Friday, March 11, 2011

Craters on Neutron Stars

Productive tea this morning! Productive in the sense of coming up with lots of interesting questions I don't have time to answer.

Spurred by Shri Kulkarni's colloquium on the Palomar Transient Factory yesterday, I wondered if anyone has estimated the signature of a 'death spiral' of a hot Jupiter/Neptune/(super-)Earth into its parent star. Apparently it is one idea for explaining luminous red novae: a hot Jupiter entering a giant star's atmosphere might heat up the atmosphere and create an artificial supergiant. Cool, and we know there are white dwarfs with metal in their atmospheres from disrupted asteroids. So could you detect an asteroid impact on a white dwarf? How about a neutron star? In fact, white dwarfs are fluid/gaseous, but neutron stars have a stiff equation of state... so could you get craters on neutron stars?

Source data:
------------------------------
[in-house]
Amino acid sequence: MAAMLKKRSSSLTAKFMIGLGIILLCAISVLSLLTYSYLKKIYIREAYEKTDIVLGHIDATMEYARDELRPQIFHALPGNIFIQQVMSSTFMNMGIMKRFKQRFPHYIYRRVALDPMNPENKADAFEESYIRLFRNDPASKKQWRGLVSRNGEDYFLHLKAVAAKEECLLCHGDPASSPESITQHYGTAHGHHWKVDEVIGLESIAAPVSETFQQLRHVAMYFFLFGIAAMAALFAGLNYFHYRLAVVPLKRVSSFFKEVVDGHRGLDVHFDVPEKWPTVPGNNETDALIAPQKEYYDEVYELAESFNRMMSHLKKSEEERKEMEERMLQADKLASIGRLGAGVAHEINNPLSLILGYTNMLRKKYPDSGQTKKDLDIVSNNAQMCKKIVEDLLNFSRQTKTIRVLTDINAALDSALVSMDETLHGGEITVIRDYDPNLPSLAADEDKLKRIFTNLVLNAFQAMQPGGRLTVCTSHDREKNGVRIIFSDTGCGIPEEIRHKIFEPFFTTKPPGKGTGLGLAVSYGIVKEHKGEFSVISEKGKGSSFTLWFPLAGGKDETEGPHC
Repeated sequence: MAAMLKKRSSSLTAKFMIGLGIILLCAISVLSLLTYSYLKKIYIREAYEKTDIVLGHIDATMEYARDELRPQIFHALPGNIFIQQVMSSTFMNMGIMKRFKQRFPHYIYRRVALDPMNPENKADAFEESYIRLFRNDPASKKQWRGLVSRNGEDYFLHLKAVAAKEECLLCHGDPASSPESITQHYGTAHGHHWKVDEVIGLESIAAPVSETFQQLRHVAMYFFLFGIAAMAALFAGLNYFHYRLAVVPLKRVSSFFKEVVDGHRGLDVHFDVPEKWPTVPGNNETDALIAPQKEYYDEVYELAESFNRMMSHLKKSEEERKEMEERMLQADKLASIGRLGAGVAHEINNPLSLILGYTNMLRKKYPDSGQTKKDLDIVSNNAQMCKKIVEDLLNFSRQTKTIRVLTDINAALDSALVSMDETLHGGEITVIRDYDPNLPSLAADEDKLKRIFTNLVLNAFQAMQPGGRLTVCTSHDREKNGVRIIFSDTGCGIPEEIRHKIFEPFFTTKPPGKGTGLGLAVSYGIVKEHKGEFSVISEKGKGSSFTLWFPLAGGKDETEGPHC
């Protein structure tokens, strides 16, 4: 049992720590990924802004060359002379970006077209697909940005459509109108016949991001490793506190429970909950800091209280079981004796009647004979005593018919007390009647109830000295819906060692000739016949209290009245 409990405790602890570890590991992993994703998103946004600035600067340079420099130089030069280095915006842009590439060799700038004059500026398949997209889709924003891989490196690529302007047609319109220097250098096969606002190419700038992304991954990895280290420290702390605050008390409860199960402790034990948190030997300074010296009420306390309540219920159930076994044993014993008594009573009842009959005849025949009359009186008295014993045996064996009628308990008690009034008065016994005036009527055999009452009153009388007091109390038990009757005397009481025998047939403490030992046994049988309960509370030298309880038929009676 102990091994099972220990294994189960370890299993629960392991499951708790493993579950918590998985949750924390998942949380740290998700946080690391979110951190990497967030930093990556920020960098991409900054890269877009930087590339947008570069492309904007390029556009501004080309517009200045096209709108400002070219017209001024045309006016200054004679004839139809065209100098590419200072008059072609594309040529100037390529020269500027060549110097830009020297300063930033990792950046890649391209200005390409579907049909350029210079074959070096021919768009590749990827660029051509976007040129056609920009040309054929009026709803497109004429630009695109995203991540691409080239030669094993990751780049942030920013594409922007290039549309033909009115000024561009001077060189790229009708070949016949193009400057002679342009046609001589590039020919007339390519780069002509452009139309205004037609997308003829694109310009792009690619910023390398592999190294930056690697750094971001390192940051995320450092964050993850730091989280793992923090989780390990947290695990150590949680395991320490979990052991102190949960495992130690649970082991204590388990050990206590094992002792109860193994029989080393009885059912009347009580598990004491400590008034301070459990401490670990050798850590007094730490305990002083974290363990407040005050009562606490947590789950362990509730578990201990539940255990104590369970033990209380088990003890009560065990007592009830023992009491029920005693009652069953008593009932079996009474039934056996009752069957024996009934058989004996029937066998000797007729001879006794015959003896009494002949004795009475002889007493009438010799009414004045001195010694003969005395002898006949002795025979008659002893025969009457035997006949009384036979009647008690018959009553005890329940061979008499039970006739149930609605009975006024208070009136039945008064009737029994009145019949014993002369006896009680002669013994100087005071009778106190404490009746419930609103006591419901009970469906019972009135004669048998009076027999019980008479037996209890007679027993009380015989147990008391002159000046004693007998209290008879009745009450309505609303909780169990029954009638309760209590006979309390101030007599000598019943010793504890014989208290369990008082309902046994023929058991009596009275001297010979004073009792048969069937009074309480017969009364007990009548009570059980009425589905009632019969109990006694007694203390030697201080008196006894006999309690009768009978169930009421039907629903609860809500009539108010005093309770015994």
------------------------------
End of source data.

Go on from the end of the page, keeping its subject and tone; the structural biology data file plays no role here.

1 comment:

  1. According to, they wouldn't be very impressive craters. Scheuer estimates the maximum height of structures on a neutron star to be between 0.04 and 0.4 mm. That's a lower limit due to isostasy (look it up; I had to), but even scaling up by a factor of 10 means heights of just a few mm.